There are 2 possible sources of energy in a camper or motorhome – propane and electricity. When we decided to winter in Illinois we had to think from a frugal RVer’s point of view about which way to go to keep warm and do other things that require energy. We could depend on our propane furnace, use electric heaters, or use a combination.
Our motorhome is a relatively small space, and we had some previous experience with small electric heaters in our travel trailer. They seem to do a good job of keeping an area warm, but they do soak up the kilowatts if overused, and the bigger ones can pull too many amps for the system we have (30 amp service only). You also have to have at least 2 of them, one for the front and one for the back. There are many different styles and sizes available, but we found a couple that we really liked and stuck with them.
Our propane furnace is designed to keep important parts of the motor home warm, such as the under-the-sink cabinets in the bathroom and the kitchen, and the water pipes underneath the floor. Unfortunately, it starts to lack real warming ability when the temperature dips into the 20s and lower, so we use it sparingly.
Of course, there are other necessary uses of LP gas. The refrigerator uses gas, but works very efficiently in the colder weather, but the hot water heater takes longer to heat up a batch, and the longer it cooks, the more propane we use. Speaking of cooking, we use our propane kitchen stove every day, and in the cold it’s nice to get something in the oven that warms up the place and smells good too. So the combination of heating, hot water production, and cooking can add up to emptying our tank in a relatively short time. It seemed to last a good month or a little bit more before we had to figure out how to get it refilled.
A motorhome has a disadvantage over a camper in the gas department – the tank is onboard, and it can’t be removed, refilled, and replaced like a trailer tank. This entails one of 2 courses of action when it is empty: drive to a propane source and get it filled, or set up an outboard tank that can be refilled without moving the motorhome. For us thrifty folks the real issue here is cost. A tube and valve setup called an extend-a-stay or extend-a-flow can be bought and installed for around a hundred dollars. It is possible to use a small gas cylinder, but the larger tank itself will cost at least $50 or more depending on how big you want it, so getting an outboard LP source would cost us $150 or so.
We found a relatively inexpensive propane supplier who could fill our onboard tank for around $25 if it was close to empty. But of course we had to unhook everything and drive there (at 8 mpg, $4 a gallon gas has to be figured into the equation too). When we first arrived, we were thinking about putting up skirting to conserve some of our heat, but we finally decided not to bother. We figured we would need to fill up our tank at least 3 times during the winter, so the cost of propane going that route would about $75, plus the gas it would take to drive the 30 mile roundtrip to the supplier. That turns out to be cheaper than buying a hose/outboard tank system, and we wouldn’t have the problem of what to do with that huge tank when we get into warmer weather and head off for other places.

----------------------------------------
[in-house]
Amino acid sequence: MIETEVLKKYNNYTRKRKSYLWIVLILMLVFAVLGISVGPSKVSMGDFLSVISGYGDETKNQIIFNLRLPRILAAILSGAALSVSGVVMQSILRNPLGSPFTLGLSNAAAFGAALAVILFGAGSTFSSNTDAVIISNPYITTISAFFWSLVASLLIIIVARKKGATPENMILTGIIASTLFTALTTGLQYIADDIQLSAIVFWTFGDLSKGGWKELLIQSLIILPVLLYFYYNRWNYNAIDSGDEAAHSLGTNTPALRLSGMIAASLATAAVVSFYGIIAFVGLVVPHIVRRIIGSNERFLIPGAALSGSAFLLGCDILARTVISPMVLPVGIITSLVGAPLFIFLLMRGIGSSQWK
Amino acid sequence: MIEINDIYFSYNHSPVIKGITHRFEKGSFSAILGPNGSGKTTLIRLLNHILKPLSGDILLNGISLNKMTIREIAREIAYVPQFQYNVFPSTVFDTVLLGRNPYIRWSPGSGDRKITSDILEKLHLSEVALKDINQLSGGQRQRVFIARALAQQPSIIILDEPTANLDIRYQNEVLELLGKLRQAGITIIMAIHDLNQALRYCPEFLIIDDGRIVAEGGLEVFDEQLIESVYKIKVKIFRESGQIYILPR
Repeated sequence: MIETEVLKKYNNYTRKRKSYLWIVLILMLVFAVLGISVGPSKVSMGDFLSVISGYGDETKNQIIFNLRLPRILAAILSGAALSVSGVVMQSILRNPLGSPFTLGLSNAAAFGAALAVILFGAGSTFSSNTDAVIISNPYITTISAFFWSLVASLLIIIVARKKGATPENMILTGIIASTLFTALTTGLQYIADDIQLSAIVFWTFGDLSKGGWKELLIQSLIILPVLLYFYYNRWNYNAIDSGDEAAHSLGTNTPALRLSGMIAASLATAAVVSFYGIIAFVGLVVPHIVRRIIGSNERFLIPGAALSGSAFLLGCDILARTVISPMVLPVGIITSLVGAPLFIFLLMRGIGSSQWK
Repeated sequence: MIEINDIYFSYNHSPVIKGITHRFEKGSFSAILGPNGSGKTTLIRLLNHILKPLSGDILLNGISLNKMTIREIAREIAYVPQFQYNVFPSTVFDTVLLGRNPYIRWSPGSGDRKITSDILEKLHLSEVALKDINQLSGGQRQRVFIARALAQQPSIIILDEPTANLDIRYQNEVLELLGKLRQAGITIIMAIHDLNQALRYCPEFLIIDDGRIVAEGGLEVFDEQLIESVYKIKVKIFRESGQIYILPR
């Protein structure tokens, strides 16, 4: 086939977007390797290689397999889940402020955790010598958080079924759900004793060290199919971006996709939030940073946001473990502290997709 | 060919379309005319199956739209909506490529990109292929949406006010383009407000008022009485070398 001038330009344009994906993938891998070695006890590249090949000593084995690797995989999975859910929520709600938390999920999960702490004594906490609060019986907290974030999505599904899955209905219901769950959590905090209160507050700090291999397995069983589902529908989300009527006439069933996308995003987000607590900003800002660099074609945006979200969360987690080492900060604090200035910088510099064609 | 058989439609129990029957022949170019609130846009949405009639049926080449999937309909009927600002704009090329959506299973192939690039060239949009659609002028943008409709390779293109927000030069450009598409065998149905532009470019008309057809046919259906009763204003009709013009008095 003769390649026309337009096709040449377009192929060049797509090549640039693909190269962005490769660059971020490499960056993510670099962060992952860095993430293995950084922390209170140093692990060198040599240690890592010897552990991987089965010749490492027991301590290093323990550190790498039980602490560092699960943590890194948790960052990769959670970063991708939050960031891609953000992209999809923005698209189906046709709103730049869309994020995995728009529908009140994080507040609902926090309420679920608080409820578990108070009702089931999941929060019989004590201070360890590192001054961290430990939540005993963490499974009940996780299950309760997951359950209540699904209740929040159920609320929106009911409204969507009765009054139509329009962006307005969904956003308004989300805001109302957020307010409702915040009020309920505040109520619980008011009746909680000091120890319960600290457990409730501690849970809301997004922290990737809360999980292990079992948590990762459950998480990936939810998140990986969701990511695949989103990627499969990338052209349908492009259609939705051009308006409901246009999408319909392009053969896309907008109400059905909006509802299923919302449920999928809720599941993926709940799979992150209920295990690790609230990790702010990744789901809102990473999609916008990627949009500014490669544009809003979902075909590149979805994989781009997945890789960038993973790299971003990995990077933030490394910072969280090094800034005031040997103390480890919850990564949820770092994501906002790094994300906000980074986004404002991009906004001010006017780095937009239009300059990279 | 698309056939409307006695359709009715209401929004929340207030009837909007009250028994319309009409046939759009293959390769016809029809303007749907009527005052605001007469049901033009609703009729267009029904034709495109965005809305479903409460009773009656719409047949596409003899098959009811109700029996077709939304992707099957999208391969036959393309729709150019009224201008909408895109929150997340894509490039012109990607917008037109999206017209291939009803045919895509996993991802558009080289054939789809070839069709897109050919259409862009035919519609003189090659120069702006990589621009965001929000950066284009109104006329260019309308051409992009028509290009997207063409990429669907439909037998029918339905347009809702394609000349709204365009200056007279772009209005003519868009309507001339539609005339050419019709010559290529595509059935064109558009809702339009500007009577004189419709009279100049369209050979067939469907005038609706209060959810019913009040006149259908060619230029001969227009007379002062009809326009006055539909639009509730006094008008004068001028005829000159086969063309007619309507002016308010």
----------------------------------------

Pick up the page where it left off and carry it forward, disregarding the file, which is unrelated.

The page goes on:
We benefited by having a mild winter temperature-wise, and a low amount of snow, too. So we didn’t have any problem getting out and driving in winter weather, but it was still a pain. Taking down the pictures and nick-knacks and unhooking everything takes less time than you think it will, but it is a bit of a job. After a couple of times though, we streamlined the process and it didn’t seem so bad.
I suppose if you are in a colder climate for a longer period of time and can expect some snow buildup around the RV, an extend-a-stay would be a good investment. After all, you can’t live without propane in an RV, and you need to be able to have the security of a full tank when it starts getting low. For us, the lack of the extra expense and complications made it worthwhile to just use the onboard tank.
By the way, the ideal solution to this problem would be a propane supplier who can drive up, fill your onboard tank, and let us skip the driving out part. If you are in a real fancy RV park for the winter, that service might be available. But for us frugal folks, that’s not likely to happen. We also tried to find a propane deliverer in the area who would fill our tank, but nobody would do it – too expensive to drive here and to keep the necessary equipment on their trucks. So once again, we had to live and learn and make decisions without having a lot to go on. Based on our experience this winter, I think we would do the same thing again, and use the money we save to crank up the electric heaters a little bit more.
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